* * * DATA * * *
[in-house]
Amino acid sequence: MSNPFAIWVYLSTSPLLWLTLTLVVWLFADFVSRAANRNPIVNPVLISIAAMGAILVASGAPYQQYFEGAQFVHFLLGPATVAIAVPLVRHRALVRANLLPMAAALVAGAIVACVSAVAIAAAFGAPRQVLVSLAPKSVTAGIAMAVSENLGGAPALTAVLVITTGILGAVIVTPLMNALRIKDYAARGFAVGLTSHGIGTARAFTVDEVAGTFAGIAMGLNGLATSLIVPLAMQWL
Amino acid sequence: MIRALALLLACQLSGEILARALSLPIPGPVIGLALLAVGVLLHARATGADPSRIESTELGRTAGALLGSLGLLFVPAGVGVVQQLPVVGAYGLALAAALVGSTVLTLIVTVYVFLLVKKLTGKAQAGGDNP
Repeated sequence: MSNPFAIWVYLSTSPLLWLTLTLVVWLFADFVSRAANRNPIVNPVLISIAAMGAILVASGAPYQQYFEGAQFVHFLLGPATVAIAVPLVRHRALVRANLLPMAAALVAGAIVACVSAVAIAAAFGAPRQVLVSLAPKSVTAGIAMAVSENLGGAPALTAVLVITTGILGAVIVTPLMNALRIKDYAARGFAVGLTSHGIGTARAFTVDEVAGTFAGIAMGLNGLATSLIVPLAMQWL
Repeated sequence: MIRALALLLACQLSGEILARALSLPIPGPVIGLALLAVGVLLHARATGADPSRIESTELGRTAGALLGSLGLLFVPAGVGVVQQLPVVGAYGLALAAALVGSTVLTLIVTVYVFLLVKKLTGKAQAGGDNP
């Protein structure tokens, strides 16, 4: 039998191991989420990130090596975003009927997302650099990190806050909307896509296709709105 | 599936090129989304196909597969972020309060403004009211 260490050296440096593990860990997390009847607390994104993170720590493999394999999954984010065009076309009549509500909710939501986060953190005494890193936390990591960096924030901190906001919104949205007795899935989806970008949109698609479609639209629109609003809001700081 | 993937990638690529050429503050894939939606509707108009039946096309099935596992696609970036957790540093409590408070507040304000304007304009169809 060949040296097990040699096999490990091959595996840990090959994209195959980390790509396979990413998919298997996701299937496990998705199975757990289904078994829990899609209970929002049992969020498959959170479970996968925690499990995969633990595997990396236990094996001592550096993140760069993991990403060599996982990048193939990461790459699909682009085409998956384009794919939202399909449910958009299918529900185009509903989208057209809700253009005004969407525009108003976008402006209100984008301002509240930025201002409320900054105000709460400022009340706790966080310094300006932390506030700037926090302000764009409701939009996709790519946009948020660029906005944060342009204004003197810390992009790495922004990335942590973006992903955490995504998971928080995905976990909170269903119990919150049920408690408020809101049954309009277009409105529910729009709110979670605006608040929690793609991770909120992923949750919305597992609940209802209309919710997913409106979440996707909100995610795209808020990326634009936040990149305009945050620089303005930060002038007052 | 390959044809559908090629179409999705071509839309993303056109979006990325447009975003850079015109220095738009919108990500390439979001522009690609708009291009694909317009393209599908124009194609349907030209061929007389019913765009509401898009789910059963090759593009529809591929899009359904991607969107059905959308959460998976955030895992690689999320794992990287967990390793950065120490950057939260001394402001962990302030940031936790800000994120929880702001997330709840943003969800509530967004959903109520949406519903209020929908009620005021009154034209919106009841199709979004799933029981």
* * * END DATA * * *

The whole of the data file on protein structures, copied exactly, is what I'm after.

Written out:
[in-house]
Amino acid sequence: MSNPFAIWVYLSTSPLLWLTLTLVVWLFADFVSRAANRNPIVNPVLISIAAMGAILVASGAPYQQYFEGAQFVHFLLGPATVAIAVPLVRHRALVRANLLPMAAALVAGAIVACVSAVAIAAAFGAPRQVLVSLAPKSVTAGIAMAVSENLGGAPALTAVLVITTGILGAVIVTPLMNALRIKDYAARGFAVGLTSHGIGTARAFTVDEVAGTFAGIAMGLNGLATSLIVPLAMQWL
Amino acid sequence: MIRALALLLACQLSGEILARALSLPIPGPVIGLALLAVGVLLHARATGADPSRIESTELGRTAGALLGSLGLLFVPAGVGVVQQLPVVGAYGLALAAALVGSTVLTLIVTVYVFLLVKKLTGKAQAGGDNP
Repeated sequence: MSNPFAIWVYLSTSPLLWLTLTLVVWLFADFVSRAANRNPIVNPVLISIAAMGAILVASGAPYQQYFEGAQFVHFLLGPATVAIAVPLVRHRALVRANLLPMAAALVAGAIVACVSAVAIAAAFGAPRQVLVSLAPKSVTAGIAMAVSENLGGAPALTAVLVITTGILGAVIVTPLMNALRIKDYAARGFAVGLTSHGIGTARAFTVDEVAGTFAGIAMGLNGLATSLIVPLAMQWL
Repeated sequence: MIRALALLLACQLSGEILARALSLPIPGPVIGLALLAVGVLLHARATGADPSRIESTELGRTAGALLGSLGLLFVPAGVGVVQQLPVVGAYGLALAAALVGSTVLTLIVTVYVFLLVKKLTGKAQAGGDNP
């Protein structure tokens, strides 16, 4: 039998191991989420990130090596975003009927997302650099990190806050909307896509296709709105 | 599936090129989304196909597969972020309060403004009211 260490050296440096593990860990997390009847607390994104993170720590493999394999999954984010065009076309009549509500909710939501986060953190005494890193936390990591960096924030901190906001919104949205007795899935989806970008949109698609479609639209629109609003809001700081 | 993937990638690529050429503050894939939606509707108009039946096309099935596992696609970036957790540093409590408070507040304000304007304009169809 060949040296097990040699096999490990091959595996840990090959994209195959980390790509396979990413998919298997996701299937496990998705199975757990289904078994829990899609209970929002049992969020498959959170479970996968925690499990995969633990595997990396236990094996001592550096993140760069993991990403060599996982990048193939990461790459699909682009085409998956384009794919939202399909449910958009299918529900185009509903989208057209809700253009005004969407525009108003976008402006209100984008301002509240930025201002409320900054105000709460400022009340706790966080310094300006932390506030700037926090302000764009409701939009996709790519946009948020660029906005944060342009204004003197810390992009790495922004990335942590973006992903955490995504998971928080995905976990909170269903119990919150049920408690408020809101049954309009277009409105529910729009709110979670605006608040929690793609991770909120992923949750919305597992609940209802209309919710997913409106979440996707909100995610795209808020990326634009936040990149305009945050620089303005930060002038007052 | 390959044809559908090629179409999705071509839309993303056109979006990325447009975003850079015109220095738009919108990500390439979001522009690609708009291009694909317009393209599908124009194609349907030209061929007389019913765009509401898009789910059963090759593009529809591929899009359904991607969107059905959308959460998976955030895992690689999320794992990287967990390793950065120490950057939260001394402001962990302030940031936790800000994120929880702001997330709840943003969800509530967004959903109520949406519903209020929908009620005021009154034209919106009841199709979004799933029981």